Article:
The next big goal for the American space program is sending astronauts back to the Moon and on to Mars. NASA's already developing the big booster rockets to get them there -- a family known as Ares, the Greek name for Mars.
Space scientists are hoping that the same hardware that'll send people to Mars can also send giant telescopes and other experiments into Earth orbit and beyond.
Astronomers have identified several possible payloads for the the largest member of the new family of boosters, known as Ares V. It could send single-mirror telescopes as big as any on Earth's surface to a spot in space known as L2 -- a stable region where the gravity of Earth, Moon, and Sun are all in balance. Such telescopes would provide views that are many times sharper and much deeper into space than those from Hubble Space Telescope.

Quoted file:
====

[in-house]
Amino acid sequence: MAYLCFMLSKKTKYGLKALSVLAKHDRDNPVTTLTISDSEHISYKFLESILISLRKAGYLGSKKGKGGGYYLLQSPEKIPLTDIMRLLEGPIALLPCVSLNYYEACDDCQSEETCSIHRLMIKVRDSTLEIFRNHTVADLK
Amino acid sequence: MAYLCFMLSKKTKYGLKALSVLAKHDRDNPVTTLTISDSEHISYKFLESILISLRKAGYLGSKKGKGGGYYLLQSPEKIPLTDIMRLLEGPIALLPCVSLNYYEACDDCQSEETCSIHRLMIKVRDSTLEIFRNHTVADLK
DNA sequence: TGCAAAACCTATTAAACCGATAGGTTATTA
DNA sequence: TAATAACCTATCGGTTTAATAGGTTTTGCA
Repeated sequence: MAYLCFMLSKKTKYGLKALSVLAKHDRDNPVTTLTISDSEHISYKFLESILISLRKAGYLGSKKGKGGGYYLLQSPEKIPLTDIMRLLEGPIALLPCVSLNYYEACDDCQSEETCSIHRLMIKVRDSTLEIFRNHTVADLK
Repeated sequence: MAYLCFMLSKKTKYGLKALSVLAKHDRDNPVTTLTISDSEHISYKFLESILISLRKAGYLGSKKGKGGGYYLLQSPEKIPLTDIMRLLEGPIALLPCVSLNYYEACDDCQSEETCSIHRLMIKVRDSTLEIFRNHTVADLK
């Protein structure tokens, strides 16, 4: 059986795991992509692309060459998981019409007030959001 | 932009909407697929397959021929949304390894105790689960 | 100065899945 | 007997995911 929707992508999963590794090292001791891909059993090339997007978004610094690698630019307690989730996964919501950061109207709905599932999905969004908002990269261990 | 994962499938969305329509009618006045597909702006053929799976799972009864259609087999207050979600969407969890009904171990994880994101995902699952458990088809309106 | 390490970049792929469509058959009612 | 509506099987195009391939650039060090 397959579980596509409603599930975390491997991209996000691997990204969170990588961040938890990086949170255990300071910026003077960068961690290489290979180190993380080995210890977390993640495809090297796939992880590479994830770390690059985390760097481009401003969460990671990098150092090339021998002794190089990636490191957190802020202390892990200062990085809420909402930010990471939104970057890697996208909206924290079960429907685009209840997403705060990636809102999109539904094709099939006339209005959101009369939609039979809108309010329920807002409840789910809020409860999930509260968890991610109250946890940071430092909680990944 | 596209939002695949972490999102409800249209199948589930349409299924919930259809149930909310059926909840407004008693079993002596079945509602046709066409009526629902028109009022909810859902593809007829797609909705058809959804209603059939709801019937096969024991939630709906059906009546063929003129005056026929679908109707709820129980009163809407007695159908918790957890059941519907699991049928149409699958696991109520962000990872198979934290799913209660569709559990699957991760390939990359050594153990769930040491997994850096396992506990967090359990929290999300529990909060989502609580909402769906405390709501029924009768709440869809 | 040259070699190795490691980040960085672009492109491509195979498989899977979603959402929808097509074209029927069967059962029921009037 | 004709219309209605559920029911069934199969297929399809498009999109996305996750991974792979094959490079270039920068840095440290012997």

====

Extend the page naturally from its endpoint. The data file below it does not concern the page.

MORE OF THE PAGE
Ares V could loft even bigger telescopes if their mirrors were made of segments that unfolded in space like a Japanese fan. And yet another mission would send more than a hundred tons of water into Earth orbit to study cosmic rays -- energetic particles from exploding stars and supermassive black holes.
Such missions won't be cheap, though. And efforts to use Apollo hardware for similar missions produced few results. But as long as NASA plans to build big boosters, astronomers will keep dreaming of ways to use them to explore the universe.
Script by Damond Benningfield, Copyright 2008
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